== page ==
Fourth Amendment

“The right of the people to be secure in their persons, houses, papers, and effects, against unreasonable searches and seizures, shall not be violated, and no Warrants shall issue, but upon probable cause, supported by Oath or affirmation, and particularly describing the place to be searched, and the persons or things to be seized.” 

- U.S. Const. amend. IV. 

NACDL seeks to ensure that the Fourth Amendment remains a vibrant protection against encroachments on the privacy of the individual through litigation and public advocacy. The Fourth Amendment is the appropriate starting point for assessing the limits on government intrusion into one’s privacy, and its protections must continue to thrive in the digital age. The Fourth Amendment and its guarantees should not turn on the medium used to transmit private information, nor on how the information is stored. NACDL strives to guarantee that evidence obtained in violation of the Fourth Amendment is excluded in a court of law.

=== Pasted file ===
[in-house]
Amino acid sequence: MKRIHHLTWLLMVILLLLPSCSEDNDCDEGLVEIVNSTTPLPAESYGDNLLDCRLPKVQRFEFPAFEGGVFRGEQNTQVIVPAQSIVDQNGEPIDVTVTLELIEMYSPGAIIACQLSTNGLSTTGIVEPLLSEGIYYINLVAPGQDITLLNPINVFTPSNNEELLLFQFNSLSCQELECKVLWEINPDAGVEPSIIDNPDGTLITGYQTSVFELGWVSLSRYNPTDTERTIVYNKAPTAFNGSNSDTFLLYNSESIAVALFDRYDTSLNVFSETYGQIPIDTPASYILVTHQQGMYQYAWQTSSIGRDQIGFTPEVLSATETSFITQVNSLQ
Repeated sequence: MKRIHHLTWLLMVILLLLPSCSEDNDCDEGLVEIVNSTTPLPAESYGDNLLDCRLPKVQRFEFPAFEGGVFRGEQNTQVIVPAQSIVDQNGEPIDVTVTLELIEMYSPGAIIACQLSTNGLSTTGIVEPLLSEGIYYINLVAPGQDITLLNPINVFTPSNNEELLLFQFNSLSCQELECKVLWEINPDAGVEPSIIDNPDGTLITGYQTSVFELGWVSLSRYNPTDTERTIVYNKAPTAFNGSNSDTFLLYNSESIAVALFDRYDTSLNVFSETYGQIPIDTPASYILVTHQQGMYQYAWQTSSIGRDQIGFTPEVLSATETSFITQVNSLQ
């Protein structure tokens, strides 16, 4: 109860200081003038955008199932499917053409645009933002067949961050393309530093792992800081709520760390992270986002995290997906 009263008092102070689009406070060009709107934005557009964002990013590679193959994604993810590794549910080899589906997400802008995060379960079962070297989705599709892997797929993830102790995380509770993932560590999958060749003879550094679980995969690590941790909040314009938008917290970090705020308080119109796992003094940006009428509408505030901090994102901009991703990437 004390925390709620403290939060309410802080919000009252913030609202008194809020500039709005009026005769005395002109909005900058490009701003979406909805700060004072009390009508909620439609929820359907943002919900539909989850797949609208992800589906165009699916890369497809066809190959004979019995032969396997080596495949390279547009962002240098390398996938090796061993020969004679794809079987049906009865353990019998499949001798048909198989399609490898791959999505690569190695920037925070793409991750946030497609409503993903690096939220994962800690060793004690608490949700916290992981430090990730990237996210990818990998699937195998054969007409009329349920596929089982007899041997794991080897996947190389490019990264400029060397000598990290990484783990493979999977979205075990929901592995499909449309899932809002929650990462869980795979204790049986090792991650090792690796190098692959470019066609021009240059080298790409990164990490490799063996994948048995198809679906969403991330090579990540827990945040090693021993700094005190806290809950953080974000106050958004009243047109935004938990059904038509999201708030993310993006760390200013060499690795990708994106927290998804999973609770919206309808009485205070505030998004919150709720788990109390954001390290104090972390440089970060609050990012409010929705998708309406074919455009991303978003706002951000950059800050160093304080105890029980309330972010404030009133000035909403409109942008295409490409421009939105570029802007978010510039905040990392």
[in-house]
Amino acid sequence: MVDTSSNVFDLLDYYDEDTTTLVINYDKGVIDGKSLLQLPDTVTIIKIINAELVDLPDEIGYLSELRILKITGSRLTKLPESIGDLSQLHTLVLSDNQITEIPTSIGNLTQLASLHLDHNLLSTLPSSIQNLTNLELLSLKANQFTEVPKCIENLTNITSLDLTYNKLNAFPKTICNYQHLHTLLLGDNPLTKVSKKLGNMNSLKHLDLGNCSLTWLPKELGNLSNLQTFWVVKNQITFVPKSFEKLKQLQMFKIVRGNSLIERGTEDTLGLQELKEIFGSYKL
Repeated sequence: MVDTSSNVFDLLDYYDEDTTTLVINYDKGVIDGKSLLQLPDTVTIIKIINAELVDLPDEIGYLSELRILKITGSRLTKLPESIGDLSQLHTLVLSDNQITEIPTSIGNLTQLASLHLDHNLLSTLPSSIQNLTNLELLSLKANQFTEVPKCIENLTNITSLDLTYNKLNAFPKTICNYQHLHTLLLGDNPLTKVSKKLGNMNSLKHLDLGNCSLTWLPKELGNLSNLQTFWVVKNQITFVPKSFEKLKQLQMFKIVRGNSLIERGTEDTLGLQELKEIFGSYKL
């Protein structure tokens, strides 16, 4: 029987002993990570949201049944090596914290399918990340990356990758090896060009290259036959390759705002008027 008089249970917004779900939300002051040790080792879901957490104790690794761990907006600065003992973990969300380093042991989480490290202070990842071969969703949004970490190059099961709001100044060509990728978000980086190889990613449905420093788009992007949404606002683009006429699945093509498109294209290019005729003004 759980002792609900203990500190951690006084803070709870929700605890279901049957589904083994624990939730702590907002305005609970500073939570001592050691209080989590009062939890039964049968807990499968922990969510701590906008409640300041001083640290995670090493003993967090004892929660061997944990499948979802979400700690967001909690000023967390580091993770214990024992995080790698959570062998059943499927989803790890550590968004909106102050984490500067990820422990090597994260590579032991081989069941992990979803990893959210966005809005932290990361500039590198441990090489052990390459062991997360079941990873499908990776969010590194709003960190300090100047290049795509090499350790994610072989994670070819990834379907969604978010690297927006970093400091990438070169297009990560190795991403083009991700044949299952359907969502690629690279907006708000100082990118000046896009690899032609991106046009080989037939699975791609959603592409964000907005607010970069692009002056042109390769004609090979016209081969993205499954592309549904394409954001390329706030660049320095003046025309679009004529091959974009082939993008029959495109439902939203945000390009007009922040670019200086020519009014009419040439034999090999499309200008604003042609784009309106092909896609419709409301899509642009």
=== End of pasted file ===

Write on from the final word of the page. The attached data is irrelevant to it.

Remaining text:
NEW! NACDL REPORT: Mail Cover Surveillance: Problems and Recommendations 

Highlights

News Of Interest

"Congress Pursues Deal on Phone Data Collection in Rare Talks During Recess," by Jonathan Weisman, New York Times, May 25, 2015.

"Senate rejects compromise bill on surveillance," by Mike DeBonis and Ellen Nakashima, Washington Post, May 23, 2015.

"Justice Department issues policy on domestic drone use," Associated Press, May 22, 2015.

" Criminal suspects challenge legality of warrantless cellphone tracking," by Ali Winston, Center for Investigative Reporting, May 22, 2015.

"Sixth Circuit creates circuit split on private search doctrine for computers," by Orin Kerr, Washington Post, May 20, 2015.

See more news

In This Section

Advertisement Advertise with Us
ad